Gianlorenzo Bernini’s convictions about the liberating character of truth were recapitulated by the Fathers of the Second Vatican Council in the Declaration on Religious Freedom. There, the bishops wrote that truth, including the truth about God and the truth about us, “can impose itself on the mind of man only in virtue of its own truth, which wins over the kind with both gentleness and power.” As the Church enters Lent 2022, it is well to reflect on and pray over this Catholic understanding that doctrine is light, powerful, and liberating, which some parts of the world Church seem to have forgotten — just as these confused brethren imagine that what the world thinks is true is superior to what the Church knows to be true on the basis of both revelation and reason.

Examining conscience on how well each of us has been the missionary disciple we were baptized to be over the past year, and then considering how we might be more fully conformed to that vocation in the future, are the two reflections to which Lent calls us annually. Like the Altar of the Chair, that reflection should lead to a new appreciation of the liberating lightness of doctrine.

(Image: Dnalor 01/WIkipedia)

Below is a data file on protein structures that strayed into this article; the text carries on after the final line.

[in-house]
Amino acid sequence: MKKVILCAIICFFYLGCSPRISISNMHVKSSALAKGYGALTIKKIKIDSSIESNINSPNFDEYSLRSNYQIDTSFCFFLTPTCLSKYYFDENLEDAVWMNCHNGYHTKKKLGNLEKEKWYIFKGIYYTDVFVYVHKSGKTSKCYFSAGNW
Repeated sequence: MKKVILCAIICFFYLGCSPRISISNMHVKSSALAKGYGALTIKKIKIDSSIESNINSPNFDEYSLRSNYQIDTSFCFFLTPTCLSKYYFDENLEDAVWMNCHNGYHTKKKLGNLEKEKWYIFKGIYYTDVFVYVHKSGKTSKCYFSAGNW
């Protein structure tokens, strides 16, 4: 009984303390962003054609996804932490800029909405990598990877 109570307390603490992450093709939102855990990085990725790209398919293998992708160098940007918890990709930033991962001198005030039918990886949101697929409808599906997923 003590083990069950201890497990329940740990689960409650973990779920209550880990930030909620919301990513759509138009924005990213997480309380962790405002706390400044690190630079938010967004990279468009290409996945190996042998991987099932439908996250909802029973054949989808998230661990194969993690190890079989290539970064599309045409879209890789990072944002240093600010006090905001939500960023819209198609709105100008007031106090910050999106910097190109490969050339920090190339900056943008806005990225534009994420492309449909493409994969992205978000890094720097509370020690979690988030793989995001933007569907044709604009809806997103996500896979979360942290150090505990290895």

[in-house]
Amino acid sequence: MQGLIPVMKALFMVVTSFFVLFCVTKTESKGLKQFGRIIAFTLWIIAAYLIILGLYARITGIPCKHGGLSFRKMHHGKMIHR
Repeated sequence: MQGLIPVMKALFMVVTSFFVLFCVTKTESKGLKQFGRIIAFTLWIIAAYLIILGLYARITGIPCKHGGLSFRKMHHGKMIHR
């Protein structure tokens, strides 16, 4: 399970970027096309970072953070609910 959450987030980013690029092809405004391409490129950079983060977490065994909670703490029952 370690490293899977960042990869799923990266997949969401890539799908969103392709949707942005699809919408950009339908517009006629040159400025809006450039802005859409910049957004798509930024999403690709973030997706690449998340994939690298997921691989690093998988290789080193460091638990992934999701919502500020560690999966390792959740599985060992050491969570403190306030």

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About George Weigel 478 Articles
George Weigel is Distinguished Senior Fellow of Washington's Ethics and Public Policy Center, where he holds the William E. Simon Chair in Catholic Studies. He is the author of over twenty books, including Witness to Hope: The Biography of Pope John Paul II (1999), The End and the Beginning: Pope John Paul II—The Victory of Freedom, the Last Years, the Legacy (2010), and The Irony of Modern Catholic History: How the Church Rediscovered Itself and Challenged the Modern World to Reform. His most recent books are The Next Pope: The Office of Peter and a Church in Mission (2020), Not Forgotten: Elegies for, and Reminiscences of, a Diverse Cast of Characters, Most of Them Admirable (Ignatius, 2021), and To Sanctify the World: The Vital Legacy of Vatican II (Basic Books, 2022).